There’s a rising angst in foreign policy circles over the status of democracy around the world, CNBC reports.
“This is an authoritarian era, all things being equal. Democracy is in something of a recession,” Council on Foreign Relations president Richard Haass told CNBC’s Hadley Gamble in Paris on Friday.
“For 70, 75 years, we’ve had this rules-based international system, no great power wars, muted rivalries … and now when I look at the world and the people running the world, it gives me pause. I’m worried that when historians look back on this moment, they’re going to see this is the beginning of the unraveling.”
The current U.S. administration may reject the ‘ideology of globalism’, but an ‘America First’ foreign policy need not entail isolationism, observers suggest.
At its core, ‘America First’ is the consequence of a strategic rivalry between two great powers decoupled from any global ideological struggle, says analyst Crispin Revere. Americans rightly believe that democracy and individual liberty are superior to Confucian dictatorship for human well-being. What ‘America First’ discounts, however, is the belief that Western liberalism is necessarily more successful with regard to governance, economic growth or social harmony, he writes for The Strategist:
The China–US cold war contrasts with the struggle against the Soviet Union, where American defeat meant the collapse of global capitalism and classical liberalism. It resulted in an alliance framework organised by geography yet fused by ideology. This time around, however, American defeat means, well, American defeat. This fact, more than any other, guarantees that ‘America First’ will continue to attract adherents domestically and dominate American foreign policy thinking long after Trump himself leaves office.
America retains the advantage [as] the world’s greatest democracy and promoter of democracy, argues Conrad Black. China has no institutions of any public trust except, up to a point, the armed forces.
The president is reasserting his own claim to prioritize the U.S. national interest over all other considerations, rejecting what he sees as the “internationalist” view of free trade or democracy promotion abroad. The Washington Post’s Josh Rogin writes:
Sometimes Trump has claimed his foreign policy is modeled after President Ronald Reagan, based on their shared love of defense spending. But Reagan also believed in arms-control negotiations, trade liberalization, immigration reform, human rights and democracy promotion, all of which Trump has largely tossed aside.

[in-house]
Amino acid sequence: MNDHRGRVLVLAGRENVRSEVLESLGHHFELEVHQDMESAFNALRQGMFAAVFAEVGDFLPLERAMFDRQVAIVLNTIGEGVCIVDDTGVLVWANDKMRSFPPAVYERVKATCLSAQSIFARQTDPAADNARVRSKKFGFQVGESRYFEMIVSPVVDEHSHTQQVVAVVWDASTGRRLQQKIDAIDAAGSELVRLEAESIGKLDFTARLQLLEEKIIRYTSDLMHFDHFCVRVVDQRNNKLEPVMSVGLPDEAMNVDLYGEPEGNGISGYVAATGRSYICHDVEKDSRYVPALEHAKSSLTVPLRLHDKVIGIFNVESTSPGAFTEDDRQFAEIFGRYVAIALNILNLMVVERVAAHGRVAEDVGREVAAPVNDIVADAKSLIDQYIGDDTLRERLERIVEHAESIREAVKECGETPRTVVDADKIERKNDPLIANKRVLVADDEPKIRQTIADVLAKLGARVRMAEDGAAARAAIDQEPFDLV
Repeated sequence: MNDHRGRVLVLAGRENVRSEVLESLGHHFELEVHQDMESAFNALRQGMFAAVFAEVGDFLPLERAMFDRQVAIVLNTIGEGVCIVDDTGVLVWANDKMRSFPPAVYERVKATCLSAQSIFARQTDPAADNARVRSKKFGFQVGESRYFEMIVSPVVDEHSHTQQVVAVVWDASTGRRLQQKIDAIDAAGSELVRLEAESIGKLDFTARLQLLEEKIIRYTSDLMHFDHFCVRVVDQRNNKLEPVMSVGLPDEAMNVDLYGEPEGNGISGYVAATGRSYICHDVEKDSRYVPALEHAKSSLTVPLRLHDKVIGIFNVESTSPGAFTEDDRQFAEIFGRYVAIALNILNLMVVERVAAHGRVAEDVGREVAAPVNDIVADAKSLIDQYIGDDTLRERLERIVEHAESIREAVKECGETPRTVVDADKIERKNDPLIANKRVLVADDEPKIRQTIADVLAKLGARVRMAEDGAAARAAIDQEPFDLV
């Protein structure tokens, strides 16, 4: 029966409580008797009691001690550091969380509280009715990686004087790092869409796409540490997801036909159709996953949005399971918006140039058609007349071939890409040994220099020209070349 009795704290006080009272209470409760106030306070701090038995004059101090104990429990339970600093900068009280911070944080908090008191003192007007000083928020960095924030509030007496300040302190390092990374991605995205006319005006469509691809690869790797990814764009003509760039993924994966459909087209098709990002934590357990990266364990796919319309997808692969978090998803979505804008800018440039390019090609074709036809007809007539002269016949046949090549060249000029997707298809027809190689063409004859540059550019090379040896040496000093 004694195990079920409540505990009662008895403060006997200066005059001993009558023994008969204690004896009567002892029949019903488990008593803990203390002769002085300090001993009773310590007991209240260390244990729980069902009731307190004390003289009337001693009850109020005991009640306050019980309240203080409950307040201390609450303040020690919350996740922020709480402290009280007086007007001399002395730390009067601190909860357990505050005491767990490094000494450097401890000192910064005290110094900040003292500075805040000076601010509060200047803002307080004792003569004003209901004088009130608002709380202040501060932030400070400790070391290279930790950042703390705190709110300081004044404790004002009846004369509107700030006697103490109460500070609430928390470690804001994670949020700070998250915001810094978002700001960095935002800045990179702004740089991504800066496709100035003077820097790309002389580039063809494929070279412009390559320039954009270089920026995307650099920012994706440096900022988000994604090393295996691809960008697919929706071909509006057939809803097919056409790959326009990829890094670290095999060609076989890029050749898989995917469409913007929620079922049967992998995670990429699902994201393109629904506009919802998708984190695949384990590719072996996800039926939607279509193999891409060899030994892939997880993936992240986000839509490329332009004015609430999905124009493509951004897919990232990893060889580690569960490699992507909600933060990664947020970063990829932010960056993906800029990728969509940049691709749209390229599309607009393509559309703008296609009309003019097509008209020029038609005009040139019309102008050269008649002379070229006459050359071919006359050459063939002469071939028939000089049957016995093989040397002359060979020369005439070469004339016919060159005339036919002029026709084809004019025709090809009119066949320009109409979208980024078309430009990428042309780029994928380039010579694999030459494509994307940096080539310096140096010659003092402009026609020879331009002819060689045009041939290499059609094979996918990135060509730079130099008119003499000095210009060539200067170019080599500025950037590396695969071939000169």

Rationales for U.S. democracy promotion are varied [and] U.S. leaders have long drawn links between the state of global democracy and U.S. national security and economic interests, according to a recent report from the Congressional Research Service. Members of Congress and others have sometimes asserted that the United States has a moral obligation to promote democracy and human rights, and some scholars argue that an inclination within U.S. foreign policy for “values promotion” derives from fundamental aspects of American political culture.146
Nonetheless, analysts continue to debate the extent to which the United States should promote democracy and what the proper balance of emphasis is between this objective and other foreign policy priorities, adds CRS foreign affairs analyst Michael A. Weber, author of Global Trends in Democracy: Background, U.S. Policy, and Issues for Congress:
Some have questioned the appropriateness of democracy promotion at a basic level, such as by asserting that it constitutes an imposition of American values on other societies. There are also debates over whether these efforts constitute violations of sovereignty or improper interference in the politics of other countries.147 Supporters of democracy promotion have defended these activities as legitimate and generally argue that aspirations for, and values reflecting, democratic freedoms are universal.148
Authoritarian leaders have reason to fear democracy assistance groups like the National Endowment for Democracy, according to ‘realist’ analyst John Mearsheimer.
“Putin has good reason to think that, if we can do social engineering in Ukraine, we will ultimately do social engineering in Russia,” he told Foreign Affairs. “This is why I’m saying that the United States should get out of the business of doing social engineering and promoting democracy in countries like Ukraine and in countries like Russia. It just doesn’t make good strategic sense, as long as that’s all part of making a country like Ukraine part of the West.”
In any case, “Americans are less interested in exporting democracy,” according to Eurasia Group analyst Ian Bremmer. The world is entering a “geopolitical recession” that heralds the end of the U.S.-led global order, he told CNBC.